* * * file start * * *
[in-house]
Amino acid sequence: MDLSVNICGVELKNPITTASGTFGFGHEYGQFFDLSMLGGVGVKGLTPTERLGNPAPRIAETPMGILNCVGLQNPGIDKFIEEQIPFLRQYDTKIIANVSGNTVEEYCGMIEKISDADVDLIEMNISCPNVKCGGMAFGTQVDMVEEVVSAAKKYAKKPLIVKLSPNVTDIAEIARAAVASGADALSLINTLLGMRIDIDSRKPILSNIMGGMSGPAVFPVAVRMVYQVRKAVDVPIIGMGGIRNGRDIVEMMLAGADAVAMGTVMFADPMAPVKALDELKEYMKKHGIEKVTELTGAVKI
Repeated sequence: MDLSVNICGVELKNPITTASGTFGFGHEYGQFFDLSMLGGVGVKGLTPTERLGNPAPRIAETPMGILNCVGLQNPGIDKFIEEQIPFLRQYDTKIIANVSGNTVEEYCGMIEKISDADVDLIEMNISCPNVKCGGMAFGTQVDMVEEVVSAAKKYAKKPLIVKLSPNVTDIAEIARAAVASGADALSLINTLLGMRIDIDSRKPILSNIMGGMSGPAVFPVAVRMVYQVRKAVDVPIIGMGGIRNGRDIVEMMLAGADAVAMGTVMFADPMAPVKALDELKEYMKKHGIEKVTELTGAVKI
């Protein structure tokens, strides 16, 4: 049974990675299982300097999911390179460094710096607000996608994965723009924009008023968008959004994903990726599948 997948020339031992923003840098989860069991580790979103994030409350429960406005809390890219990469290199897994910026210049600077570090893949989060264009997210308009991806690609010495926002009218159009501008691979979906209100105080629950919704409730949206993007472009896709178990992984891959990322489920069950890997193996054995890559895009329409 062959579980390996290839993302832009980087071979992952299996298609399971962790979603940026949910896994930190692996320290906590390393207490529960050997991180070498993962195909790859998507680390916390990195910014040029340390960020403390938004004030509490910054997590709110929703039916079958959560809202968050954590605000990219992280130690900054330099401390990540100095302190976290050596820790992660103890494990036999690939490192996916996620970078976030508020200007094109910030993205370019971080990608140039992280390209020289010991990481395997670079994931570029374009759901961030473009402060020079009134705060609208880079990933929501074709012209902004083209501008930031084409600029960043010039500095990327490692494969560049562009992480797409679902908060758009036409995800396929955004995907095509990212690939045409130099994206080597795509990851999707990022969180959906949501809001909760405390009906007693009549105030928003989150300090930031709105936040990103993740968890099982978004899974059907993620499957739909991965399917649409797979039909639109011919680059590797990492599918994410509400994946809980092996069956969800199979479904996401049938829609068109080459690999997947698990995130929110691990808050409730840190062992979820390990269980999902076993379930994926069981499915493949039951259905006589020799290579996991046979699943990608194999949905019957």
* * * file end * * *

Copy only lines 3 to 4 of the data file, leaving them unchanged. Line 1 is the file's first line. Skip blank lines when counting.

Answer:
Repeated sequence: MDLSVNICGVELKNPITTASGTFGFGHEYGQFFDLSMLGGVGVKGLTPTERLGNPAPRIAETPMGILNCVGLQNPGIDKFIEEQIPFLRQYDTKIIANVSGNTVEEYCGMIEKISDADVDLIEMNISCPNVKCGGMAFGTQVDMVEEVVSAAKKYAKKPLIVKLSPNVTDIAEIARAAVASGADALSLINTLLGMRIDIDSRKPILSNIMGGMSGPAVFPVAVRMVYQVRKAVDVPIIGMGGIRNGRDIVEMMLAGADAVAMGTVMFADPMAPVKALDELKEYMKKHGIEKVTELTGAVKI
């Protein structure tokens, strides 16, 4: 049974990675299982300097999911390179460094710096607000996608994965723009924009008023968008959004994903990726599948 997948020339031992923003840098989860069991580790979103994030409350429960406005809390890219990469290199897994910026210049600077570090893949989060264009997210308009991806690609010495926002009218159009501008691979979906209100105080629950919704409730949206993007472009896709178990992984891959990322489920069950890997193996054995890559895009329409 062959579980390996290839993302832009980087071979992952299996298609399971962790979603940026949910896994930190692996320290906590390393207490529960050997991180070498993962195909790859998507680390916390990195910014040029340390960020403390938004004030509490910054997590709110929703039916079958959560809202968050954590605000990219992280130690900054330099401390990540100095302190976290050596820790992660103890494990036999690939490192996916996620970078976030508020200007094109910030993205370019971080990608140039992280390209020289010991990481395997670079994931570029374009759901961030473009402060020079009134705060609208880079990933929501074709012209902004083209501008930031084409600029960043010039500095990327490692494969560049562009992480797409679902908060758009036409995800396929955004995907095509990212690939045409130099994206080597795509990851999707990022969180959906949501809001909760405390009906007693009549105030928003989150300090930031709105936040990103993740968890099982978004899974059907993620499957739909991965399917649409797979039909639109011919680059590797990492599918994410509400994946809980092996069956969800199979479904996401049938829609068109080459690999997947698990995130929110691990808050409730840190062992979820390990269980999902076993379930994926069981499915493949039951259905006589020799290579996991046979699943990608194999949905019957």